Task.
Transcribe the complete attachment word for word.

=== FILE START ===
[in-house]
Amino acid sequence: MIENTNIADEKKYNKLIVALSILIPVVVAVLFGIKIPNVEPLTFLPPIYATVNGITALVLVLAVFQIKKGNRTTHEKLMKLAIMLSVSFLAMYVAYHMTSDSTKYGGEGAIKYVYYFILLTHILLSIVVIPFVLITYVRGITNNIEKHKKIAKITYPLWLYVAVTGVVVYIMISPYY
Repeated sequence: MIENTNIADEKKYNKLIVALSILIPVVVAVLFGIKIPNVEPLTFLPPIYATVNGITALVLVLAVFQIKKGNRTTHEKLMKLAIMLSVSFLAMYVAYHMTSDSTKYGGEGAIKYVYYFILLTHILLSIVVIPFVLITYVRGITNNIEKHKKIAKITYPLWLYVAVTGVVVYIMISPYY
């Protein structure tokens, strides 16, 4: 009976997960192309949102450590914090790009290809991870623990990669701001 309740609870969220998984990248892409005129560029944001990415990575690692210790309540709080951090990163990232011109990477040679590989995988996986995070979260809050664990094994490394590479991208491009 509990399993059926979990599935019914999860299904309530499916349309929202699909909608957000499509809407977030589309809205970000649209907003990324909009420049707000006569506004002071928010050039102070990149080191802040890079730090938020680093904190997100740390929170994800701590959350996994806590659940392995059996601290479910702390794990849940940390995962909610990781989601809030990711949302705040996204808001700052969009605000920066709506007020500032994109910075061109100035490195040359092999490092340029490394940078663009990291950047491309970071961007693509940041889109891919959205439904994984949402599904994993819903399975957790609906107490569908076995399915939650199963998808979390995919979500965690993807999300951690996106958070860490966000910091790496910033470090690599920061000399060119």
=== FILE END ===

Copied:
[in-house]
Amino acid sequence: MIENTNIADEKKYNKLIVALSILIPVVVAVLFGIKIPNVEPLTFLPPIYATVNGITALVLVLAVFQIKKGNRTTHEKLMKLAIMLSVSFLAMYVAYHMTSDSTKYGGEGAIKYVYYFILLTHILLSIVVIPFVLITYVRGITNNIEKHKKIAKITYPLWLYVAVTGVVVYIMISPYY
Repeated sequence: MIENTNIADEKKYNKLIVALSILIPVVVAVLFGIKIPNVEPLTFLPPIYATVNGITALVLVLAVFQIKKGNRTTHEKLMKLAIMLSVSFLAMYVAYHMTSDSTKYGGEGAIKYVYYFILLTHILLSIVVIPFVLITYVRGITNNIEKHKKIAKITYPLWLYVAVTGVVVYIMISPYY
């Protein structure tokens, strides 16, 4: 009976997960192309949102450590914090790009290809991870623990990669701001 309740609870969220998984990248892409005129560029944001990415990575690692210790309540709080951090990163990232011109990477040679590989995988996986995070979260809050664990094994490394590479991208491009 509990399993059926979990599935019914999860299904309530499916349309929202699909909608957000499509809407977030589309809205970000649209907003990324909009420049707000006569506004002071928010050039102070990149080191802040890079730090938020680093904190997100740390929170994800701590959350996994806590659940392995059996601290479910702390794990849940940390995962909610990781989601809030990711949302705040996204808001700052969009605000920066709506007020500032994109910075061109100035490195040359092999490092340029490394940078663009990291950047491309970071961007693509940041889109891919959205439904994984949402599904994993819903399975957790609906107490569908076995399915939650199963998808979390995919979500965690993807999300951690996106958070860490966000910091790496910033470090690599920061000399060119």